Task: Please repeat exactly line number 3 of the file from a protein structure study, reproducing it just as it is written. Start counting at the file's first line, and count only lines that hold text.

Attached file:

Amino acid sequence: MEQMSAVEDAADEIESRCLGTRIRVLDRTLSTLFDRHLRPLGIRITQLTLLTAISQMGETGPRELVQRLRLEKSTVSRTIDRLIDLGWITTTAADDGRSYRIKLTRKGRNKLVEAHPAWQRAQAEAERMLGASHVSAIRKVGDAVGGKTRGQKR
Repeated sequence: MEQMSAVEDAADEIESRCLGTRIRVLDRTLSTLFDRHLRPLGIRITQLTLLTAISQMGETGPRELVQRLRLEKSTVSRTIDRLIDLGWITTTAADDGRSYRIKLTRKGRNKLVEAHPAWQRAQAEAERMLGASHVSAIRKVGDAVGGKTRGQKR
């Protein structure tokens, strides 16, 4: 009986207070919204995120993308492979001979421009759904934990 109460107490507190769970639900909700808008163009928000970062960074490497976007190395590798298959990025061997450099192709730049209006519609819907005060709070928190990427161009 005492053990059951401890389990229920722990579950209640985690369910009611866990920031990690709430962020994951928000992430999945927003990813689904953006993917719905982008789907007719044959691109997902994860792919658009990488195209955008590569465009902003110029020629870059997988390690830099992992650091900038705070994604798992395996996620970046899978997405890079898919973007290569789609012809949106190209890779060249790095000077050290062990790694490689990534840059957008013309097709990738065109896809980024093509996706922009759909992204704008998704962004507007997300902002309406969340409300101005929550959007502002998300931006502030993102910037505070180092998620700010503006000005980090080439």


């Protein structure tokens, strides 16, 4: 009986207070919204995120993308492979001979421009759904934990 109460107490507190769970639900909700808008163009928000970062960074490497976007190395590798298959990025061997450099192709730049209006519609819907005060709070928190990427161009 005492053990059951401890389990229920722990579950209640985690369910009611866990920031990690709430962020994951928000992430999945927003990813689904953006993917719905982008789907007719044959691109997902994860792919658009990488195209955008590569465009902003110029020629870059997988390690830099992992650091900038705070994604798992395996996620970046899978997405890079898919973007290569789609012809949106190209890779060249790095000077050290062990790694490689990534840059957008013309097709990738065109896809980024093509996706922009759909992204704008998704962004507007997300902002309406969340409300101005929550959007502002998300931006502030993102910037505070180092998620700010503006000005980090080439």